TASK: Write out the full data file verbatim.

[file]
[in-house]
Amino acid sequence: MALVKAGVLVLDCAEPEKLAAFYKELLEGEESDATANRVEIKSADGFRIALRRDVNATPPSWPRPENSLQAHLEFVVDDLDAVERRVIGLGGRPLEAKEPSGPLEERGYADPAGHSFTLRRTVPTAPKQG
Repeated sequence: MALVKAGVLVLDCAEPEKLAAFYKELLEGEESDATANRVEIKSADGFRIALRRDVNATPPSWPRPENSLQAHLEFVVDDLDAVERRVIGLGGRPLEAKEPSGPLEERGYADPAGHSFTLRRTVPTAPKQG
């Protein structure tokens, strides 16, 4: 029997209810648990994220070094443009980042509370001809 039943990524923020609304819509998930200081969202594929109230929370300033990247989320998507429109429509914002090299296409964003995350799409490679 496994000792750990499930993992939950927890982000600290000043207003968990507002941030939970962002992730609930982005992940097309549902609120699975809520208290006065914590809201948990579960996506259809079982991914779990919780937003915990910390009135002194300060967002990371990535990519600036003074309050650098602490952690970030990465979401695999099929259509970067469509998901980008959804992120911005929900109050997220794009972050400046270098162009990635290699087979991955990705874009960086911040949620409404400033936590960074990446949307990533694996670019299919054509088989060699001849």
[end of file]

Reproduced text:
[in-house]
Amino acid sequence: MALVKAGVLVLDCAEPEKLAAFYKELLEGEESDATANRVEIKSADGFRIALRRDVNATPPSWPRPENSLQAHLEFVVDDLDAVERRVIGLGGRPLEAKEPSGPLEERGYADPAGHSFTLRRTVPTAPKQG
Repeated sequence: MALVKAGVLVLDCAEPEKLAAFYKELLEGEESDATANRVEIKSADGFRIALRRDVNATPPSWPRPENSLQAHLEFVVDDLDAVERRVIGLGGRPLEAKEPSGPLEERGYADPAGHSFTLRRTVPTAPKQG
């Protein structure tokens, strides 16, 4: 029997209810648990994220070094443009980042509370001809 039943990524923020609304819509998930200081969202594929109230929370300033990247989320998507429109429509914002090299296409964003995350799409490679 496994000792750990499930993992939950927890982000600290000043207003968990507002941030939970962002992730609930982005992940097309549902609120699975809520208290006065914590809201948990579960996506259809079982991914779990919780937003915990910390009135002194300060967002990371990535990519600036003074309050650098602490952690970030990465979401695999099929259509970067469509998901980008959804992120911005929900109050997220794009972050400046270098162009990635290699087979991955990705874009960086911040949620409404400033936590960074990446949307990533694996670019299919054509088989060699001849």